Randy Gratz *
Darrel Fiene
George Scheerer

Madalyn Metzger +^

Kathy Urbani *
Barbi Pyrah
Sue Hibma

Rita Kimberley *
George Donner
Lila D. Hammer *
Jane Grandstaff

Donna Russell * (co-)
Erich Zummack * (co-)

Nancy A. Bremer *
Bryan Gibson
Jennifer J. Double +^
Christine McGavic

Steven Hammer *
Scott D. Steenburg +^
Richard Pepple

Larry Dockter *
Jonathan Hartman
Stephen Berkebile +

William DeWitt

Mark Sternberg +

Terry Vaughan
David Mendenhall

Robin Gratz

Allison Perkins

* Denotes principal
+ Denotes MC student
^ Denotes MSS Scholarship recipient
Tales & ScalesTales & Scales, based in Evansville, Indiana, was founded in 1986 to fulfill a need for quality performing arts programming for children and family audiences. In a mission to ignite imaginations through the performing arts, the musicians of Tales & Scales create, without the aid of costumes or sets, a combination of music and movement built around stories, in a style of performance the group terms "musictelling."

Each year since its inception, working in collaboration with emerging composers, writers, and theater directors, Tales & Scales creates a new work to add to its body of musictelling productions. The troupe of four classically-trained musicians travels the country, giving over 250 performances each year in schools, performing arts centers, and with symphony orchestras. Tales & Scales has brought its "musictelling" to the stages of the Detroit Symphony, the Indianapolis Symphony Orchestra, the Baltimore Symphony Orchestra, at the Smithsonian Institution's Discovery Theater and Clowes Memorial Hall as well as to over 200,000 children and families each year in performances across the nation. Tales & Scales had been featured in National Public Radio's Morning Edition and Talk of the Nation as well as several national publications.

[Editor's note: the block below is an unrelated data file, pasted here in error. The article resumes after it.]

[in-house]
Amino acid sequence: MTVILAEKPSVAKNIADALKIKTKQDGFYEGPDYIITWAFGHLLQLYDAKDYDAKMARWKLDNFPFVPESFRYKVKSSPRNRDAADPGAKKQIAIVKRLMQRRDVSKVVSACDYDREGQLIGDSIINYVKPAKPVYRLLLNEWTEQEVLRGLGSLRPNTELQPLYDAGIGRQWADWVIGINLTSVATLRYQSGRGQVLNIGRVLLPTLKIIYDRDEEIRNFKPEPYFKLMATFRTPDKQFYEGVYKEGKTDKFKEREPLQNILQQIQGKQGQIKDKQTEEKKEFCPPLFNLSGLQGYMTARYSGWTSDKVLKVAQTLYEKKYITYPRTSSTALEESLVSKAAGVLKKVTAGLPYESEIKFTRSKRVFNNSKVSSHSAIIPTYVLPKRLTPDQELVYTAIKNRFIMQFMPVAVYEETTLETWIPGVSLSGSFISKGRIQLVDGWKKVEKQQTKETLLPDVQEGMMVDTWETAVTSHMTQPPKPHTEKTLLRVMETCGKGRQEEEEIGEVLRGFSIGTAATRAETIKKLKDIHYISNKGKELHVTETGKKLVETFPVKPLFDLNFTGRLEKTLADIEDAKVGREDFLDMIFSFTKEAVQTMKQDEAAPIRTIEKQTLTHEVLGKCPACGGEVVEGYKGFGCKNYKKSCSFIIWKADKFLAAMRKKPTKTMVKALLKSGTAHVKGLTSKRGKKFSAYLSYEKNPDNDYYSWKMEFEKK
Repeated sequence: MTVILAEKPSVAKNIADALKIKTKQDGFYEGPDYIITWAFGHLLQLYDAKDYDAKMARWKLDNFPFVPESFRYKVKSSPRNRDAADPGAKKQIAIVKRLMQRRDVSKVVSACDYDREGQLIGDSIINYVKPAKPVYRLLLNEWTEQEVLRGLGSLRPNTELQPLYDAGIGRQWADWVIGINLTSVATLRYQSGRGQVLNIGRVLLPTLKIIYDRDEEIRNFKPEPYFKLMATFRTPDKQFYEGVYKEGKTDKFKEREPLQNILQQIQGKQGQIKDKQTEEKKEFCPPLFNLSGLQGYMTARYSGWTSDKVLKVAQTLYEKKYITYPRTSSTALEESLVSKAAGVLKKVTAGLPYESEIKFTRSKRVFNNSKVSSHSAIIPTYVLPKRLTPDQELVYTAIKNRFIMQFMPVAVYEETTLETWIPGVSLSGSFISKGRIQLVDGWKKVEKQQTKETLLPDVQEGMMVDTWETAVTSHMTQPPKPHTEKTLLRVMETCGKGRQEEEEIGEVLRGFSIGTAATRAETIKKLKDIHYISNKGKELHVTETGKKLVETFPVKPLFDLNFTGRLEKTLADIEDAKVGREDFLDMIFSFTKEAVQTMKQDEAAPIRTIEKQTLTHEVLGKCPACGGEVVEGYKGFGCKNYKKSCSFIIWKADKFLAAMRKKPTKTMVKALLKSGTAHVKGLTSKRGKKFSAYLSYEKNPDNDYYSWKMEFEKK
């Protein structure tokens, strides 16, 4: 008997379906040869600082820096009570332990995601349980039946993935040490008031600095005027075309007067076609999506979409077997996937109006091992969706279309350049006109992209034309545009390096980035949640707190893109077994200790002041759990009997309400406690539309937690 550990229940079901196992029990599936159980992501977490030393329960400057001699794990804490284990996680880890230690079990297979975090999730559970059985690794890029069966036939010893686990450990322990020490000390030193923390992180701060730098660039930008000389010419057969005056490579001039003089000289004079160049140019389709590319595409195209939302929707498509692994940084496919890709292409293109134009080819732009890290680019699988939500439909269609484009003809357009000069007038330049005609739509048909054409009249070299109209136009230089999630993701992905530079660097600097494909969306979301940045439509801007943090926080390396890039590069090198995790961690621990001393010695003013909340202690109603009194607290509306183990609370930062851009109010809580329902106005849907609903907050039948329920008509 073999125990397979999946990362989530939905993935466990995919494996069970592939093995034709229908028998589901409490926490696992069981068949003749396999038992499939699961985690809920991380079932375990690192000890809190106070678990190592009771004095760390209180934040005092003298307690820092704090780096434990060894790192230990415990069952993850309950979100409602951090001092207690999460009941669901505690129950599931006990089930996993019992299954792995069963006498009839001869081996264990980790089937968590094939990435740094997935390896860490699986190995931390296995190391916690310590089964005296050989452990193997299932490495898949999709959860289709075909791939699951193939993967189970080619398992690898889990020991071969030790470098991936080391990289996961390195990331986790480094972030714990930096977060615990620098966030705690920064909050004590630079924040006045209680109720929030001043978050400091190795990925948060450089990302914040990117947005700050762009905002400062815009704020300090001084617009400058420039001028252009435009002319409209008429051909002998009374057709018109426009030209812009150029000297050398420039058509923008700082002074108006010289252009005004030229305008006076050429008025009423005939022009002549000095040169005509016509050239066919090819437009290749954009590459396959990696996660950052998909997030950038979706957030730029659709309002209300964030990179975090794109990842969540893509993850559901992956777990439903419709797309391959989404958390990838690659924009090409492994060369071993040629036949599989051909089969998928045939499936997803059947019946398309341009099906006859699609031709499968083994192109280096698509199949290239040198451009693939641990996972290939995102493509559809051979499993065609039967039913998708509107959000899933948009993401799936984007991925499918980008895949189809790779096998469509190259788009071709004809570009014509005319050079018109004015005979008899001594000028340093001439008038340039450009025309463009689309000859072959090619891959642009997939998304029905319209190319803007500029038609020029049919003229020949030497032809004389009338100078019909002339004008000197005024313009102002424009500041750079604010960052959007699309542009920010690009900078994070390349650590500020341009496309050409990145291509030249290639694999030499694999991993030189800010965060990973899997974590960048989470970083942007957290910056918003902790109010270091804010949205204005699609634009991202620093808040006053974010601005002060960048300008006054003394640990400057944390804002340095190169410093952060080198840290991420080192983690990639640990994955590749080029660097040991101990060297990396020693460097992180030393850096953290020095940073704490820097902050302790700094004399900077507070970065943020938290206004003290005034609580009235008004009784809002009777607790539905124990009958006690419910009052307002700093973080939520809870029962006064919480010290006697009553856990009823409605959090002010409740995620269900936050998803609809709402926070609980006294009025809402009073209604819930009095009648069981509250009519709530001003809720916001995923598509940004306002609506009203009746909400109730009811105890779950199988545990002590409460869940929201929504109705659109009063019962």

In addition to its performances, Tales & Scales works with the nation's educators and students, from the primary grades to the university level, through Tales & Scales workshops designed to partner the arts with education and thus help build future audiences for the performing arts.